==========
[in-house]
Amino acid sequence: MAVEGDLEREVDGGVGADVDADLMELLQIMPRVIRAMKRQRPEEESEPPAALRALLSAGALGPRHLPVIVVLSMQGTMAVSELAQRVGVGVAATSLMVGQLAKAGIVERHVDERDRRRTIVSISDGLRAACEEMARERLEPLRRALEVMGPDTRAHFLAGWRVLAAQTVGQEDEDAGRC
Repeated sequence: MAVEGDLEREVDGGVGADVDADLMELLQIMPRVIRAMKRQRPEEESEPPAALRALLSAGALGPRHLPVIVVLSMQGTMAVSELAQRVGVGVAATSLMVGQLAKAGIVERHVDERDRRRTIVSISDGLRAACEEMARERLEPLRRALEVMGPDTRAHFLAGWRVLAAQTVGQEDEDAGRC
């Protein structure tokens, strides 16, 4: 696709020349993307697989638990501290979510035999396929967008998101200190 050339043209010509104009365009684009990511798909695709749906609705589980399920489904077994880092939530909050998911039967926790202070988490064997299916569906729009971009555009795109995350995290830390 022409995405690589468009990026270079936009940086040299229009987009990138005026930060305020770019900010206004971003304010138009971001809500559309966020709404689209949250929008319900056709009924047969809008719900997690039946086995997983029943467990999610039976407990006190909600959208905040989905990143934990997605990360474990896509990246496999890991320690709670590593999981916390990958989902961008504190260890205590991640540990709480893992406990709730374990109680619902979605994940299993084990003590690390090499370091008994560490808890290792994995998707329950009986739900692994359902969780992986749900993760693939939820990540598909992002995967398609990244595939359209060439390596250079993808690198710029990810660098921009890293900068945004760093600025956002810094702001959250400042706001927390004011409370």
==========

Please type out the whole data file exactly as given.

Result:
[in-house]
Amino acid sequence: MAVEGDLEREVDGGVGADVDADLMELLQIMPRVIRAMKRQRPEEESEPPAALRALLSAGALGPRHLPVIVVLSMQGTMAVSELAQRVGVGVAATSLMVGQLAKAGIVERHVDERDRRRTIVSISDGLRAACEEMARERLEPLRRALEVMGPDTRAHFLAGWRVLAAQTVGQEDEDAGRC
Repeated sequence: MAVEGDLEREVDGGVGADVDADLMELLQIMPRVIRAMKRQRPEEESEPPAALRALLSAGALGPRHLPVIVVLSMQGTMAVSELAQRVGVGVAATSLMVGQLAKAGIVERHVDERDRRRTIVSISDGLRAACEEMARERLEPLRRALEVMGPDTRAHFLAGWRVLAAQTVGQEDEDAGRC
């Protein structure tokens, strides 16, 4: 696709020349993307697989638990501290979510035999396929967008998101200190 050339043209010509104009365009684009990511798909695709749906609705589980399920489904077994880092939530909050998911039967926790202070988490064997299916569906729009971009555009795109995350995290830390 022409995405690589468009990026270079936009940086040299229009987009990138005026930060305020770019900010206004971003304010138009971001809500559309966020709404689209949250929008319900056709009924047969809008719900997690039946086995997983029943467990999610039976407990006190909600959208905040989905990143934990997605990360474990896509990246496999890991320690709670590593999981916390990958989902961008504190260890205590991640540990709480893992406990709730374990109680619902979605994940299993084990003590690390090499370091008994560490808890290792994995998707329950009986739900692994359902969780992986749900993760693939939820990540598909992002995967398609990244595939359209060439390596250079993808690198710029990810660098921009890293900068945004760093600025956002810094702001959250400042706001927390004011409370």